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Human rights: too important to underscore just once a year

Human rights: too important to underscore just once a year

World Human Rights Day: know why celebrated on 10 december
World Human Rights Day: know why celebrated on 10 december
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It’s International Human Rights Day, an opportunity to reflect on the progress that has been made in recognizing everyone’s human rights, but also to think about the challenges that remain.

Every December 10 we mark the anniversary of the Universal Declaration of Human Rights (UDHR), which was adopted by the UN General Assembly in 1948.

The UDHR proclaimed the rights to which everyone is entitled to “regardless of race, religion, sex, language, political or other opinion, national or social original, property, birth or other status.”

Nelson Mandela once said, “To deny people their human rights is to challenge their very humanity.”  There are far too many parts of the world where Mandela’s words have failed to strike a chord.  

We are still struggling with racial equality all over the world, and while women have achieved rights in the workforce, they are still lagging behind their male counterparts for pay equity. Hate crimes are on the rise, and the flames are often fanned by polarizing figures like U.S. President Donald Trump.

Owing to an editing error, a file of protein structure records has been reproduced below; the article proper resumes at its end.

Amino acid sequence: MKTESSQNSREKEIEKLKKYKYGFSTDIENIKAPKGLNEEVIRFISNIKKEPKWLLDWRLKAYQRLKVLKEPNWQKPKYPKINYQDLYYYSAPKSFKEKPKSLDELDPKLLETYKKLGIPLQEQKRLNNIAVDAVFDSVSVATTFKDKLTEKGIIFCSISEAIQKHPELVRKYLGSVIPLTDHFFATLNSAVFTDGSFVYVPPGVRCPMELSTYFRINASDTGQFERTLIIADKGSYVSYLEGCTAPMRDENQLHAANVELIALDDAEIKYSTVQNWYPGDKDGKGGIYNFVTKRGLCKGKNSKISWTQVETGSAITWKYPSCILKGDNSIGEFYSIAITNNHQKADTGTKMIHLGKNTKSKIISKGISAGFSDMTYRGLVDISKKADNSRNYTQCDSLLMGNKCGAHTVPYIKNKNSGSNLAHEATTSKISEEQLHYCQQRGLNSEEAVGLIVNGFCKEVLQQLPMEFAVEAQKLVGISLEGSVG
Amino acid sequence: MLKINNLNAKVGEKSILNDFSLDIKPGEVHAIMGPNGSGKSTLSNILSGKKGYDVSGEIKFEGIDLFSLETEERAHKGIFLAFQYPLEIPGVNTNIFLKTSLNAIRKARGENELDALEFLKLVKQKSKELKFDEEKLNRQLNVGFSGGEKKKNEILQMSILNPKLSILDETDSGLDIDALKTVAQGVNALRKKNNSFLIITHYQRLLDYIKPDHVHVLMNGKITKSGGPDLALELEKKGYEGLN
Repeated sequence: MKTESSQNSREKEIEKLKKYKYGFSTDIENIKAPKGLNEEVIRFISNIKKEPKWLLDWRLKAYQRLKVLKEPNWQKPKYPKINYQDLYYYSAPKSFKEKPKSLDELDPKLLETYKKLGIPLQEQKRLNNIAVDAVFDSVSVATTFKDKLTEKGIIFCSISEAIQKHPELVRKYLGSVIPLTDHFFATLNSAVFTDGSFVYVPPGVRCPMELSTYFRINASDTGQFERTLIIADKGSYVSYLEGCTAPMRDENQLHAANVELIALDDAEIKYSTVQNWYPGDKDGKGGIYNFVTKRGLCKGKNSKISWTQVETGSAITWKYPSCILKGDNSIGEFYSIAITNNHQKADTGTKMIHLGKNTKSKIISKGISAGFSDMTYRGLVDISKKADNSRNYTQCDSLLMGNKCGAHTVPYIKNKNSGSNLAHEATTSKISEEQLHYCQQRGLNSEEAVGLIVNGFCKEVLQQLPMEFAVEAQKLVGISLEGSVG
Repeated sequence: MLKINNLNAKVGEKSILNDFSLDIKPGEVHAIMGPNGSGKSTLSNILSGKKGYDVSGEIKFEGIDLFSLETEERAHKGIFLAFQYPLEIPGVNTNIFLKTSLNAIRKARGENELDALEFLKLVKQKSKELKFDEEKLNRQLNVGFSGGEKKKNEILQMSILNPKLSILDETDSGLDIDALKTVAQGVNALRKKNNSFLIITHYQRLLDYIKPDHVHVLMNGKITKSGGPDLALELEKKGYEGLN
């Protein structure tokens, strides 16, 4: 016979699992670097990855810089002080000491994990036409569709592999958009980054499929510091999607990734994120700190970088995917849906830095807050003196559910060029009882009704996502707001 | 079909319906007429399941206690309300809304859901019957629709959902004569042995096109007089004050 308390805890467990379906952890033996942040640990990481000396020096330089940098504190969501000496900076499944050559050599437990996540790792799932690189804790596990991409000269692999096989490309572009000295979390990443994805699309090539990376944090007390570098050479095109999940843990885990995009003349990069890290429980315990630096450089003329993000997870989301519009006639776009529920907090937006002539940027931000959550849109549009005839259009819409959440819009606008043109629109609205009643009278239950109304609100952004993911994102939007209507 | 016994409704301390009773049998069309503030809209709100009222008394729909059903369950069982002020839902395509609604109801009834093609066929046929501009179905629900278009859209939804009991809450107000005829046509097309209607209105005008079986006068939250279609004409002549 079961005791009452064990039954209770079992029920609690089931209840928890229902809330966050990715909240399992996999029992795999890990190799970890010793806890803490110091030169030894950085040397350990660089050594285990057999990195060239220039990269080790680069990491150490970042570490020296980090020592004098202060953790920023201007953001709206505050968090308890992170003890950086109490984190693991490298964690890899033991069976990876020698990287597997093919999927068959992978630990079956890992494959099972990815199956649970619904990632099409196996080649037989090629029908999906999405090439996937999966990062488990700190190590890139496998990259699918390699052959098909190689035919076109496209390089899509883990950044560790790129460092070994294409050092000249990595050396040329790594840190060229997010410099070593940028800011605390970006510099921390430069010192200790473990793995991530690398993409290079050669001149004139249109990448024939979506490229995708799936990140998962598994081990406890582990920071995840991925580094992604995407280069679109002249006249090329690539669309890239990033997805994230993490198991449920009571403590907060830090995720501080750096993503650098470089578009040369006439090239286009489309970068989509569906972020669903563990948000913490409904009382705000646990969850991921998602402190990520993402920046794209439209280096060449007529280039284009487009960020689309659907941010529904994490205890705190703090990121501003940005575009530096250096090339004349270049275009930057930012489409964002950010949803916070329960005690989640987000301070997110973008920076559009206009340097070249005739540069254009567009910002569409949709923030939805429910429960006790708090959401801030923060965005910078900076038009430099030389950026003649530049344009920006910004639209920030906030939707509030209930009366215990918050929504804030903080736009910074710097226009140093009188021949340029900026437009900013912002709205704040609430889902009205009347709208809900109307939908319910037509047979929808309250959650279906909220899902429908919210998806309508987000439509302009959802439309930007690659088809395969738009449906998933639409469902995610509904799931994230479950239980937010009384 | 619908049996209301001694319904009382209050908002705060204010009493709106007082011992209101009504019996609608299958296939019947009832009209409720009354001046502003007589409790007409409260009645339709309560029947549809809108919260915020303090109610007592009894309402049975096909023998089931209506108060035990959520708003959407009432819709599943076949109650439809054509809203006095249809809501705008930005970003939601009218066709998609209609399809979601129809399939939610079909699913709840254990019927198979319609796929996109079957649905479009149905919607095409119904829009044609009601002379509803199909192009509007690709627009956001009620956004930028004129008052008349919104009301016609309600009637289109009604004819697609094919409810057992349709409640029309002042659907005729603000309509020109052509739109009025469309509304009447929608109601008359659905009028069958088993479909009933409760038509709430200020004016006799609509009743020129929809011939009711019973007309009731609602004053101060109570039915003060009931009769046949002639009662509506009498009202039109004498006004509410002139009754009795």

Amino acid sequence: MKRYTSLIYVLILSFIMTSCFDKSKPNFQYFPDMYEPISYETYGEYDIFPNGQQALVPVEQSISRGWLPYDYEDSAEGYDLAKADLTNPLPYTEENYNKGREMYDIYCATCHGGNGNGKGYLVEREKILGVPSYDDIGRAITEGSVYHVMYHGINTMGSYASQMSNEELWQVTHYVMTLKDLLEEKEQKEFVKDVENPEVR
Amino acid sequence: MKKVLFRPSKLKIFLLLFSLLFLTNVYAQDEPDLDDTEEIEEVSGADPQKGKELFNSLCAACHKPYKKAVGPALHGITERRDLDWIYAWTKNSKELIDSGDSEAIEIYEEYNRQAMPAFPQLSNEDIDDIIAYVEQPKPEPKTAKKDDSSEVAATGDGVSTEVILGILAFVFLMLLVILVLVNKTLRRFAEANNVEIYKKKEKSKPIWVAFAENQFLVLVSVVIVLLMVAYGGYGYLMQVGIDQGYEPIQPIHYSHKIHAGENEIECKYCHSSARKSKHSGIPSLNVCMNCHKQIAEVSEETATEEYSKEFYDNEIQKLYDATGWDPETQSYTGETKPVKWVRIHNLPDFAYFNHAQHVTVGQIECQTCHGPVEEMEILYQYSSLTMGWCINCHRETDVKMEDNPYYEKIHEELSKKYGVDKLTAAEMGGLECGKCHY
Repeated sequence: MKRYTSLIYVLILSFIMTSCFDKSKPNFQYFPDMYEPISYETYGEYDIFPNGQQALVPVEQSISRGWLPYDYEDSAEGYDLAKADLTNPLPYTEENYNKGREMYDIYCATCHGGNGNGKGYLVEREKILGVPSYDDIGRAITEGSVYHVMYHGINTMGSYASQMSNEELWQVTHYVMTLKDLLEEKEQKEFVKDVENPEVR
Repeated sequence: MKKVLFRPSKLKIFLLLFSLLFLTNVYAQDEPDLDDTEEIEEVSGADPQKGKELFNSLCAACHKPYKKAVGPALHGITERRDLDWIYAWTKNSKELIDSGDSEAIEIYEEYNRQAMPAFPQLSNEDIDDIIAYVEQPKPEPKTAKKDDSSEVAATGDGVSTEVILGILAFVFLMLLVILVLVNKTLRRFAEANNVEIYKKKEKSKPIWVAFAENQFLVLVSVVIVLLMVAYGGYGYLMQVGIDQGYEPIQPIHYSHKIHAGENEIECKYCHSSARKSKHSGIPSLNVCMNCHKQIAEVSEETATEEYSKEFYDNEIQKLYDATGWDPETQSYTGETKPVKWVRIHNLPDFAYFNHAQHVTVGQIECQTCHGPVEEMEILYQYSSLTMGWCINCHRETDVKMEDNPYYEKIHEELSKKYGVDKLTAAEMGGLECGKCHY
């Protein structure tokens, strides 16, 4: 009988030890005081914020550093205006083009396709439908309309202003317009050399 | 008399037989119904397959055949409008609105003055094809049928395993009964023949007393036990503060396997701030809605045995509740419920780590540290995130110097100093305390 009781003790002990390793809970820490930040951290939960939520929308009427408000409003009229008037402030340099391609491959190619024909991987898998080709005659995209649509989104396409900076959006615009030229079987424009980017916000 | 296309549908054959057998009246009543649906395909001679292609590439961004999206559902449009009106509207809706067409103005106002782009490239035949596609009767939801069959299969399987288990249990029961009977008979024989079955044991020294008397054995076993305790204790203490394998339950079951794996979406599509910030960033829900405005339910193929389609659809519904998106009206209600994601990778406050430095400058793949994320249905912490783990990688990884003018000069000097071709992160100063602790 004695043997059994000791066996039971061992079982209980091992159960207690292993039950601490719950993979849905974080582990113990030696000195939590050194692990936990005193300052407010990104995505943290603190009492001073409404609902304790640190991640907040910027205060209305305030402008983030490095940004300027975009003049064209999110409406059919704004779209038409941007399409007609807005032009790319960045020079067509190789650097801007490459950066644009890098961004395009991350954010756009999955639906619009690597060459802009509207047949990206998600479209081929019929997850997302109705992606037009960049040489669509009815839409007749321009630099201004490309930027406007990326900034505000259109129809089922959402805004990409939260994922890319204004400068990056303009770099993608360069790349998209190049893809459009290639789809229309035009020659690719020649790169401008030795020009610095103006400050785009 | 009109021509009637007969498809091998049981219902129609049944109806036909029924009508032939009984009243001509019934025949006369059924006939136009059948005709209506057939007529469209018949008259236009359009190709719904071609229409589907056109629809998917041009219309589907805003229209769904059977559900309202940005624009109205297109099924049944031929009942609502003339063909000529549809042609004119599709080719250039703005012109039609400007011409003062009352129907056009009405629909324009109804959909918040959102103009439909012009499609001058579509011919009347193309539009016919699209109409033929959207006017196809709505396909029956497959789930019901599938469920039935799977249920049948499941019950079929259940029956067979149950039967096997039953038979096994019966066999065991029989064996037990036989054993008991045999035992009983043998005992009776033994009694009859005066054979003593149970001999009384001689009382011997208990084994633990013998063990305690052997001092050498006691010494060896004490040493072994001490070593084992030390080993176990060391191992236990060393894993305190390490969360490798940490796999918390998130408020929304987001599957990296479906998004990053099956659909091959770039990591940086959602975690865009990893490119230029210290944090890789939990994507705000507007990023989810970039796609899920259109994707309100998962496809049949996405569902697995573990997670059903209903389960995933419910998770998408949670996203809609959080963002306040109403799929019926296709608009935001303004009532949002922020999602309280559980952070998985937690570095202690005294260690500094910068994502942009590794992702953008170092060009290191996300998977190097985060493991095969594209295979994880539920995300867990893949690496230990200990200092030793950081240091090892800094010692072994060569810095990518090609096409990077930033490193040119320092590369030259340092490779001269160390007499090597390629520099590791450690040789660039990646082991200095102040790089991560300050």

“Youth Standing Up for Human Rights” is the theme of this year’s campaign

Young people are speaking out on injustices here at home and around the world.

OPSEU President Warren (Smokey) Thomas is confident our youth are taking the lead in trying to make our world a better place.

“We owe it to them to listen, because they are the future of our union and our world,” said Thomas.

First Vice-President/Treasurer Eduardo (Eddy) Almeida  encourages and supports our youth to speak up against discrimination and injustice.

“I’ve said many times that they are not only the leaders of tomorrow, but they are also the leaders of today,” said Almeida. “I’m so proud to see so many young people getting involved and showing leadership.”

Stand Up for Human Rights is a campaign spearheaded by the Office of the High Commission for Human Rights. It showcases how young people are standing up against racism, bullying, discrimination, hate, injustice, and climate change, just to name a few.

“As we recognize International Human Rights Day here in Canada, we must also recognize the privileges we have here at home,” said Elizabeth Ha of the Provincial Human Rights Committee (PHRC).

“The PHRC encourages everyone to speak out in support of the millions of people around the world who are standing up and protesting their government policies of human rights violations. We hear them and we stand with them in solidarity.”